I was supposed to meet up with my friend Morgan on a Friday morning in Nice – I was taking the overnight train, while she was flying in early in the morning. But when I arrived in Nice, Morgan had missed her flight and couldn’t come in from Paris until the afternoon. I therefore had most of the first day to myself.
With that in mind, I decided to take the bus to Monaco for the day. As I was waiting at the bus stop, I met a lovely lady who lives in Nice and works in Monaco. Monaco is one of the wealthiest countries in the world, and it is very to expensive live in, she said. She was a great tour guide pointing out all the towns and ports we passed along the way.
The bus carried us right alongside the coast so I had the most scenic route, just as the coastal towns were waking up and the sun was warming the beaches. The bus also passed through the seaside towns of Villefranche and Beaulieu. It was so much more beautiful than taking the highway or the train.
|To take the same route as I did, take the orange Ligne D’Azur bus 100 from Le Port in Nice. It starts at 6am and runs until 8pm, taking about 30-45 mins. Buy your tickets directly from the conductor; each way costs 1.50€. You can find the timetable and list of stops here. When going from Nice to Monaco, sit on the side opposite the driver, and from Monaco to Nice, on the driver’s side, in order to get the best views.|
Monaco is a city-state, the second smallest in the world after Vatican City. Its name comes from the Greek Monoikos, stemming from the words Monos (single) and Oikos (house). Legend has it that the Temple of Hercules was constructed here after the namesake Greek god passed through the area. This temple was the only “house” of the gods in the area, hence it was called Heracles Monoikos and the town surrounding it was called Monoikos, later changing to Monaco.
There is no real defined border between France and Monaco. But I knew I had crossed over when the bus passed both an Audi and a Porsche dealership side by side. I had arrived in Monte Carlo.
Monte Carlo is the largest quartier of this microstate, and is the Monaco that everyone is familiar with – the flashy casinos, the racy cars, James Bond, and the expensive yachts lined up along the port. Just after I arrived, it started to rain a little. I didn’t care much, but all the wealthy residents sure did. They sought cover inside ritzy hotels and fancy boutiques, thus abandoning the streets, and leaving me to explore the now uncrowded city. I was umbrella-less but it didn’t bother me. I tied my scarf up over my head the way the Hollywood stars did in the 50’s – I actually blended right in. Most of the shops also had covered patios in front of them, so I really didn’t get that wet as I walked along the port and gazed in at the boats on display. The captains anchor the yachts right up along the boardwalk and like to be watched as they wine and dine. Not many were doing that today, but the amount of millions I saw stationed up along that port was impressive enough.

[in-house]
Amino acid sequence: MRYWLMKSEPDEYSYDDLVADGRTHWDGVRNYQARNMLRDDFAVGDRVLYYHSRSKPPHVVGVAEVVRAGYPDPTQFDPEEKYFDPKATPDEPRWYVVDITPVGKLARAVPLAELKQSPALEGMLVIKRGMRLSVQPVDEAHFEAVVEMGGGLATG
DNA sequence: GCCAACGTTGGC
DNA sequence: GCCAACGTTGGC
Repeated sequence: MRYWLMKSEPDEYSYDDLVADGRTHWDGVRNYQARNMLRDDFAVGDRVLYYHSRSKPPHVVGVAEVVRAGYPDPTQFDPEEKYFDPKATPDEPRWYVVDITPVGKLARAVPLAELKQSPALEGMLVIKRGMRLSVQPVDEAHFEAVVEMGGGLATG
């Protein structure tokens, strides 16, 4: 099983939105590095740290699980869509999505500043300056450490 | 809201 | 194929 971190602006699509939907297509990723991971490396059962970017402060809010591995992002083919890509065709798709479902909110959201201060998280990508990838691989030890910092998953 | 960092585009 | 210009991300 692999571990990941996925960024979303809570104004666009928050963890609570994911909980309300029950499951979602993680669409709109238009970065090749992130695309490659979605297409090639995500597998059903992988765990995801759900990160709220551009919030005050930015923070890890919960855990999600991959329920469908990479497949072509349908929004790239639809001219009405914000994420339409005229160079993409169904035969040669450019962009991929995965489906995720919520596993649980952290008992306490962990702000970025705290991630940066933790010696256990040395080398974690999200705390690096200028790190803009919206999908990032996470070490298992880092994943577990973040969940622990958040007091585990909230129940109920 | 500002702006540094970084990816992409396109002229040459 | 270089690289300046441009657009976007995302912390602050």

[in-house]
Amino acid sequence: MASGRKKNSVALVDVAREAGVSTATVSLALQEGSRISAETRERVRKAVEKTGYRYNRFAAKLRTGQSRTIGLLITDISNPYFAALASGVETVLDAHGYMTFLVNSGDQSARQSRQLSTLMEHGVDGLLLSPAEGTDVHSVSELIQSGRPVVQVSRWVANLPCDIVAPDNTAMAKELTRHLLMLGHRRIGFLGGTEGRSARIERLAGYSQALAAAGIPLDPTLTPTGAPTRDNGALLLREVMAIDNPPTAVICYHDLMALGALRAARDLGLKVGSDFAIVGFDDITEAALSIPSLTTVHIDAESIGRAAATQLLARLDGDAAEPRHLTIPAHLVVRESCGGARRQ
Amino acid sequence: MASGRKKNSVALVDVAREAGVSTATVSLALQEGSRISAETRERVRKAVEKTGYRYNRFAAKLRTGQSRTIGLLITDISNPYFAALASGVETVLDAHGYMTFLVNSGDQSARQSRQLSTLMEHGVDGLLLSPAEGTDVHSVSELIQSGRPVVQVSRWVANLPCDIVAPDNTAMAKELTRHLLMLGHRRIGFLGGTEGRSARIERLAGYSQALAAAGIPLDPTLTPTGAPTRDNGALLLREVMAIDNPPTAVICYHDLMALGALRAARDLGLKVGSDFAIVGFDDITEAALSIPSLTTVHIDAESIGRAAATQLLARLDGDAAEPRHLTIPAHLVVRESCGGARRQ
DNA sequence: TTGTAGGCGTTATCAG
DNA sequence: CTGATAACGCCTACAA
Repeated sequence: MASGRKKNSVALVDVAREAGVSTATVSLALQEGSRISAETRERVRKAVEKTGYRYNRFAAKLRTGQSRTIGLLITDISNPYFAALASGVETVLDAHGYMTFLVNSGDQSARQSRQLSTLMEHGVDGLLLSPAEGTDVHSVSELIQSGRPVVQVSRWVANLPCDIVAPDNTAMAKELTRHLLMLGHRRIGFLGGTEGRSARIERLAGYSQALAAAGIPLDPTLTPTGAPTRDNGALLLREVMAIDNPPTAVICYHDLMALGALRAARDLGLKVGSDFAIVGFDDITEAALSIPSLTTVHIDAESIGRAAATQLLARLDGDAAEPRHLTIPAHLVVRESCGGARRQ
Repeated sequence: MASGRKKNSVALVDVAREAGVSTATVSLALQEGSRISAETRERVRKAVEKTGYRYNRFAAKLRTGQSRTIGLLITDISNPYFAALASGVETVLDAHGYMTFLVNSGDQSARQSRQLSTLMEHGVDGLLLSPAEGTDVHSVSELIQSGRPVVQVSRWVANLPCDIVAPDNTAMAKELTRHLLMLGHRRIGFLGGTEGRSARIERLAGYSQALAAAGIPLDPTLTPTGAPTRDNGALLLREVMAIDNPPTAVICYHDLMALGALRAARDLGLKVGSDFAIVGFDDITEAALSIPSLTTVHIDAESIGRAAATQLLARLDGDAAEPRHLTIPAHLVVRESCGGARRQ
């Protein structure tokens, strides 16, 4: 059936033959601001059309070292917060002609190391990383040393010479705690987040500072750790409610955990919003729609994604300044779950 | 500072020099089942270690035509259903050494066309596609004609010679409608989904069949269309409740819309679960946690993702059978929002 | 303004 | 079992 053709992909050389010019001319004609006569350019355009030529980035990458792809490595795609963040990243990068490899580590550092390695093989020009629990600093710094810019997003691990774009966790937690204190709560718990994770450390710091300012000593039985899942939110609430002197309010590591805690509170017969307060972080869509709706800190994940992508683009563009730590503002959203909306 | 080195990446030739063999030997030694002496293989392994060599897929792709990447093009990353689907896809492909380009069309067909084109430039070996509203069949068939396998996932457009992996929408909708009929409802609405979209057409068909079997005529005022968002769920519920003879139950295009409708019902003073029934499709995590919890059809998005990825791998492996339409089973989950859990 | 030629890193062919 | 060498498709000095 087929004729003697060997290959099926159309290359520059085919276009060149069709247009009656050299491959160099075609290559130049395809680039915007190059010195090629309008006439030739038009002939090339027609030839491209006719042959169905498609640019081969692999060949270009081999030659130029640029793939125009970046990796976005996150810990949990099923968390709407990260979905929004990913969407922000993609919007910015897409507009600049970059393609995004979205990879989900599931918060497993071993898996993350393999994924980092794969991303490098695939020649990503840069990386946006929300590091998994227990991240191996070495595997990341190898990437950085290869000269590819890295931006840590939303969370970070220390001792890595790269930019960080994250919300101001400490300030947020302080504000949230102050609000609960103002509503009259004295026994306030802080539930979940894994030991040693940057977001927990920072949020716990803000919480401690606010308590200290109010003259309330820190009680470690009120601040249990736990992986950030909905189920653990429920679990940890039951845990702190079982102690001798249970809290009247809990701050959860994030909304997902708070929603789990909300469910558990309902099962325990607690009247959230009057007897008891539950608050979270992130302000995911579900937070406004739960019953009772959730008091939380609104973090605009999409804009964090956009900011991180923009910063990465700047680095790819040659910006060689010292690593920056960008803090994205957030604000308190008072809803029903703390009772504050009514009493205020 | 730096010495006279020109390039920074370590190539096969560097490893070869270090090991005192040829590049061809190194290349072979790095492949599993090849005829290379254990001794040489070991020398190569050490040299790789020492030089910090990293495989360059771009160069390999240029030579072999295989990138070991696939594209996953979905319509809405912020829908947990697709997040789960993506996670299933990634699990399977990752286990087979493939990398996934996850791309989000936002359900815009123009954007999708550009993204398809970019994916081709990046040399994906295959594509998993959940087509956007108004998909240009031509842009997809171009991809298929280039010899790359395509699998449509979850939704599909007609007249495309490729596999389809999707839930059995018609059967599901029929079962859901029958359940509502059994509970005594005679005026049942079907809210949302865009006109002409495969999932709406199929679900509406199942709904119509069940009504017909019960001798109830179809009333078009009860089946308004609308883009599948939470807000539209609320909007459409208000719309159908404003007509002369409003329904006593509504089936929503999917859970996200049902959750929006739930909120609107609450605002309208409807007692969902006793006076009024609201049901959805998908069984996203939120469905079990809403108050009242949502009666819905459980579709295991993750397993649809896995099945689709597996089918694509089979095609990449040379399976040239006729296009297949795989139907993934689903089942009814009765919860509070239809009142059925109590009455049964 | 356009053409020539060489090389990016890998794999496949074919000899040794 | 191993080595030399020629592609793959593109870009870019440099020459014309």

As I was only in Monaco for a half day, I checked out the nooks and crannies of the city centre on my way up to Prince Albert II’s royal palace. It sits on top of the Palais Princier Quartier, keeping watch over its harbour city. The palace was built in 1191 as a Genoese fortress, but now serves the royal family.
Also near the royal palace are the Saint Nicolas Cathedral and the Oceanographic Museum. The Cathedral is where all the previous Monégasque rulers are buried, including the previous Prince, Ranier III, and his ill-fated wife, Grace Kelly. Grace Kelly made Monaco very famous during her life, as a beautiful American actress who married a prince. She died in 1982 after suffering from a stroke that caused her to crash her car.
Even with the cloudy skies and the drizzling rain, Monaco is still gorgeous. There were flowers blooming and splashing fountains along the garden walks above the harbour. There were balconies featuring panoramic views of the city below and little stairways led to ancient theatres and Roman architecture.
I adore this little country, even if I can’t afford its fancy boats or its splashy casinos. There is lots else to explore than what you see in the James Bond film, even if you are on a student budget. Monaco may be small but good things do come in small packages, right?